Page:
Please use this identifier to cite or link to this item: https://hdl.handle.net/10356/70591
Title: Instrumented tools and algorithms for estimation of human joint mechanical impedance during tooling tasks
Authors: Phan, GIa Hoang
Keywords: DRNTU::Engineering::Mechanical engineering::Robots
Issue Date: 2017
Source: Phan, G. H. (2017). Instrumented tools and algorithms for estimation of human joint mechanical impedance during tooling tasks. Doctoral thesis, Nanyang Technological University, Singapore.
Abstract: In recent years, robots have been successfully applied to automate repetitive, structured and non-contact tasks such as painting and welding. However, when it comes to contact tasks such as fine finishing tasks, these still cannot be performed by robots and often require the intervention of skilled human operators. Control strategies currently adopted for industrial robots are based on position/force control and do not clearly capture the skills developed by experienced human operators. The main objective of this work is to develop tools and algorithms that capture human motor skills for the purpose of transfer to industrial robots. Human motor skills are here broadly intended as the coordination of multiple and redundant degrees of freedom (e.g. due to the kinematics of the human arm) and the regulation of forces and torques as well as the regulation of mechanical impedance (e.g. stiffness of the human arm). This study uses available kinematic/dynamic information and applies stiffness estimation methods to infer the (neuro-)mechanical impedance of the human arm/wrist during motion, in particular during an industrial tooling task. This approach to stiffness estimation is validated on an impedance-controlled robot. The stiffness values estimated for human subjects, at different force levels, correlated positively with the muscular activity. The novelty of our method is that the perturbations originate from the stochastic nature of the task itself rather than from a dedicated, external system as in all previous works.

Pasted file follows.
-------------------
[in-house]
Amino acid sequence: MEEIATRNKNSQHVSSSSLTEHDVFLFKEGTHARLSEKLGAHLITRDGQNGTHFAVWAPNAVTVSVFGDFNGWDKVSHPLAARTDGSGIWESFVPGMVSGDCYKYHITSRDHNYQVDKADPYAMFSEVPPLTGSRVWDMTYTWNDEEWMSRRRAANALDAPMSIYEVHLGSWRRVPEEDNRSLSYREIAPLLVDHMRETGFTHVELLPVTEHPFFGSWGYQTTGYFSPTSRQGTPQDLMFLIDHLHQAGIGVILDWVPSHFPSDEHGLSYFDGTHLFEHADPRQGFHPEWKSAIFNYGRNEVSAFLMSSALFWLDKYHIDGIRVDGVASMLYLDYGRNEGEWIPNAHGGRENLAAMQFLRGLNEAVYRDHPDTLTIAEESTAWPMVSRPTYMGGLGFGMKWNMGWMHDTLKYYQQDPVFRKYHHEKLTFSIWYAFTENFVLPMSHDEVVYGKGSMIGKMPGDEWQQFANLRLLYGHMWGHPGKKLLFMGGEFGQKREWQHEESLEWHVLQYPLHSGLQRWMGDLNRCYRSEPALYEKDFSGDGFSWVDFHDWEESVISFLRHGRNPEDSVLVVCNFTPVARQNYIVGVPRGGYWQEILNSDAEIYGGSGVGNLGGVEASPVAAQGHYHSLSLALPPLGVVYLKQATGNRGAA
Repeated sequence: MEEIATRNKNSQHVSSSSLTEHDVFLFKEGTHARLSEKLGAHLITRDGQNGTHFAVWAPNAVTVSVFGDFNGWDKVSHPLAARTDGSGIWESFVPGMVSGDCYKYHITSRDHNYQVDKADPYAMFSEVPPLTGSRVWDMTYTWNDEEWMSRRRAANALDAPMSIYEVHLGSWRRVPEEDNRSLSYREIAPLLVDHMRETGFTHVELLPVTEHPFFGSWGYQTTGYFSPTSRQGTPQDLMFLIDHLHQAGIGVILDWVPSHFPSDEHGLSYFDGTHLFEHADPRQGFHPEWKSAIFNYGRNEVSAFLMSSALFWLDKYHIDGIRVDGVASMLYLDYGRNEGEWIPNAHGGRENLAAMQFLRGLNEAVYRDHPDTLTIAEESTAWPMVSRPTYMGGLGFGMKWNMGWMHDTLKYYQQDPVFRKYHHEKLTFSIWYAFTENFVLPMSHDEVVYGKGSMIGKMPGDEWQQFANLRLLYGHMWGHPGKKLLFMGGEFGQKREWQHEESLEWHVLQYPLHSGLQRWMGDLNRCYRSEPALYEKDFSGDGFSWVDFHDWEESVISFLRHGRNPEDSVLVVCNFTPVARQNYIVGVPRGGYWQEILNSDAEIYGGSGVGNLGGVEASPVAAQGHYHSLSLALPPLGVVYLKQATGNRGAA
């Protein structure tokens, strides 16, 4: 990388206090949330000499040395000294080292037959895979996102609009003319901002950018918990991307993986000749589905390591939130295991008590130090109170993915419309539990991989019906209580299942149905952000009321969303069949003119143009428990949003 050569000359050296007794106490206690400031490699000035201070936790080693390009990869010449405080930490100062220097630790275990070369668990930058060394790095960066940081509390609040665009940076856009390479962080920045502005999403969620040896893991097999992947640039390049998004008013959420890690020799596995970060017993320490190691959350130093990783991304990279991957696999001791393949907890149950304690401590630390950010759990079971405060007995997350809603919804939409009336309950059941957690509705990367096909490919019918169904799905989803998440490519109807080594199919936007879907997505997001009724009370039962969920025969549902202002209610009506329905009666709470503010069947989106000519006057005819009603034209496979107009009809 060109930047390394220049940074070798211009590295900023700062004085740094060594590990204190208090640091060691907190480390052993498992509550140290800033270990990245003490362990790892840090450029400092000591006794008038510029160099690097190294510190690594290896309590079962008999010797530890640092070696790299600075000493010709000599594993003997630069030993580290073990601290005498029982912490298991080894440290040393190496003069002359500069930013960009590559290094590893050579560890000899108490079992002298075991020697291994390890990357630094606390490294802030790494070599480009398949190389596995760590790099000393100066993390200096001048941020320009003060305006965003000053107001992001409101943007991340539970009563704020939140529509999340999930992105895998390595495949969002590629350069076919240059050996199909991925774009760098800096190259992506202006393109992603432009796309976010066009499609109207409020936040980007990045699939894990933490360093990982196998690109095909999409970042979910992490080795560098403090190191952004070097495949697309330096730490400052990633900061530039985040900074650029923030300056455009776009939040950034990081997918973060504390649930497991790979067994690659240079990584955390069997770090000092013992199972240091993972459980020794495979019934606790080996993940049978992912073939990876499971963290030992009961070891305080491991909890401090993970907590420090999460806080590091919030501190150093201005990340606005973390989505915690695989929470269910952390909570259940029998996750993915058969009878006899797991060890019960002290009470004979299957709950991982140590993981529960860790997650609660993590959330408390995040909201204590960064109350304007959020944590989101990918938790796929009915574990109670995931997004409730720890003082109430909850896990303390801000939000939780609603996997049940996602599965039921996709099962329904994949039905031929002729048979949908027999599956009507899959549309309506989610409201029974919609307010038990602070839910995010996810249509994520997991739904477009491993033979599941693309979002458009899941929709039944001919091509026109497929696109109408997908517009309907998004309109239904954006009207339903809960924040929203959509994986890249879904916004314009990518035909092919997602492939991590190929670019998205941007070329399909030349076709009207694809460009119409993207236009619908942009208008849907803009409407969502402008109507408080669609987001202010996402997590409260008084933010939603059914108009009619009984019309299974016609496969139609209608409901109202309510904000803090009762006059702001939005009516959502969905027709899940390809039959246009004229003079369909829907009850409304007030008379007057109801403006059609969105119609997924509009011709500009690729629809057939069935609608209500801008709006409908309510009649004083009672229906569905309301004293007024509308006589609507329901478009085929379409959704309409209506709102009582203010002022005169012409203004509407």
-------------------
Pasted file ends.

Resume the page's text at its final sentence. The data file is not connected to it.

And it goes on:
URI: http://hdl.handle.net/10356/70591
DOI: 10.32657/10356/70591
Fulltext Permission: open
Fulltext Availability: With Fulltext
Appears in Collections:MAE Theses

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